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A Danish film produced in the Dogma style by Thomas Vinterberg that portrays a family having a party for their father when one son makes a toast speech that tells the truth about the murder of their eldest sister possibly involving the father.
”This family...is kaput.”
In the first film created under the rules of Dogme 95 manifesto, director Thomas Vinterberg addresses some serious and gut-wrenching issues and dares to ask some unnerving questions about the value and importance of truth and challenges some unchangeable facts like the integrity and holiness of family and shows us a disordered and problematic society which is suffering from melancholy and disruption. The biggest and most admirable achievement of Vinterberg is his ability in finding a balance between making a groundbreaking visual experience and at the same time telling a story in a classic way. Anthony Dod Mantle (the cinematographer of Rush, Slumdog Millionaire and 127 Hours)does a brilliant job by inventing a mind-blowing and at times…
When filming according to the Dogme 95 rules, it quickly becomes apparent that story and storytelling is everything.
The Celebration tells a terrible story, but one that is captivating in its brutal honesty. Once the setup is finished and the catalyst in the story is revealed, most films of this type fall flat. This, however, doesn't.
It is intent to wrench every ounce of grief, pain, anger and fear out of its characters and make us a participant of it. It is hard to love this film because of its subject matter, but it is easy to admire it because of the skill on display.
Because of the level of sobriety in terms of filmmaking there is hardly any static to keep us from being sucked into the horrible hornet's nest that is this family. And if you allow all this to happen it makes for a harrowing experience that cuts deep.
I've put off since last night trying to review this film, and I don't think I'm ready to write anything cohesent now either, but here goes.
"Festen" is an early Dogme '95 movie that actually excels from adhering to the strict rules. The shaky cam puts you right in the middle of the chaos, the restriced lighting has an equal effect in strengthening the feeling of losing control of the events. I've never been much of a fan of music setting the mood either, and in forbidding such effects "Festen" really gets under your skin, with awkward silences and not a drop of sound drowned out from a musical score. All…
In many ways, the perfect film for the Christmas season.
Not because Festen is set at Christmas or anything. It's just that if you watch this film over the festive season, it will make you feel a hell of a lot better about the ways in which your family has got on your tits this year.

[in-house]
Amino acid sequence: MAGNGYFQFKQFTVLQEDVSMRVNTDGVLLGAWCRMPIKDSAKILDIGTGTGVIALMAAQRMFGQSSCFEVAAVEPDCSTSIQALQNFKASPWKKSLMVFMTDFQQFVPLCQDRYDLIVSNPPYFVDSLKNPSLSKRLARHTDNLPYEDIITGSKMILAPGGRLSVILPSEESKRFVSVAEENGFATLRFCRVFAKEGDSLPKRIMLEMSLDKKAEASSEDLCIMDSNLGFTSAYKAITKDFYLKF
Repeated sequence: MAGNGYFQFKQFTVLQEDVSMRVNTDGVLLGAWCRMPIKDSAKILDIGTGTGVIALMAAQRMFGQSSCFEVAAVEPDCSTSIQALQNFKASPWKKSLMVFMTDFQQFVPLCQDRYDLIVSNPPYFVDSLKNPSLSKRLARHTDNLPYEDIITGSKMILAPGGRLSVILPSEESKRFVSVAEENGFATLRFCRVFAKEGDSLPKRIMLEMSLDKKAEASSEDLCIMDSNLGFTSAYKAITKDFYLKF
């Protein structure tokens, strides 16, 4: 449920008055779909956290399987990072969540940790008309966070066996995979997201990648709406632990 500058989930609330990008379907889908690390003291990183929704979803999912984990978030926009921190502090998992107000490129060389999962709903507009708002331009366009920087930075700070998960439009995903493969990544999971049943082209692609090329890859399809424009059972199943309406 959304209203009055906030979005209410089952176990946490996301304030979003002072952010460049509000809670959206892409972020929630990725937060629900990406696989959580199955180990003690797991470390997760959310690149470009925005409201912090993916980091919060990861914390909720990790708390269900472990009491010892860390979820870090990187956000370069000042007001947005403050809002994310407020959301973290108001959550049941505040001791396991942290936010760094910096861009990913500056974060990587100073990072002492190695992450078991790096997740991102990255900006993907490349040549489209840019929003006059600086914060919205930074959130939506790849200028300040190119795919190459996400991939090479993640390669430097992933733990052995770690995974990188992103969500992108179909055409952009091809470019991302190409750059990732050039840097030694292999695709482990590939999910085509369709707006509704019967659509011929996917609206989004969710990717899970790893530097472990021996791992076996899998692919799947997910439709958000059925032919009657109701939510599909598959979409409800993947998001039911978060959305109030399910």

I guess in many ways Festen is perhaps most famous for being the film that started off the whole Dogme 95 movement. That shouldn't be the case, really, and I don't just say that as someone who couldn't give a shit about Dogme 95 and the daft manifesto that half the people who made films under it didn't even bother properly adhering to.
Vinterberg's subsequent career has been so meh-minus that I actively feared returning to this and discovering that it's actually mediocre. No worries. I'll be writing a lengthy essay for The Dissolve when we do this as Film Of The Week soon (edit: here it is), so for now here's what I wrote from NYFF '98, to which I'll add only that this is perhaps the best movie ever made about damage control.
Given the appalling, anything-goes direction in which the movies seem to be heading, with Hollywood relying on shallow spectacle and foreign/indie auteurs on callow shock tactics, it's both telling and ironic that the best film in NYFF '98—the only truly first-rate flick in the lineup, for…
festen is the first film made in conjunction with the dogme '95 manifesto, which was composed by thomas vinterbeg (the director of festen), and lars von trier.
the restrictions of the manifesto mean that the driving forces behind a great dogme film will most likely be a simple but particularly engaging story, and excellently written characters played by excellent actors. festen surpasses expectation on each of these fronts. the cast, especially, consisting of some of denmark's best actors of recent years, has an extraordinary chemistry, as well as incredible individual performances from the four leads.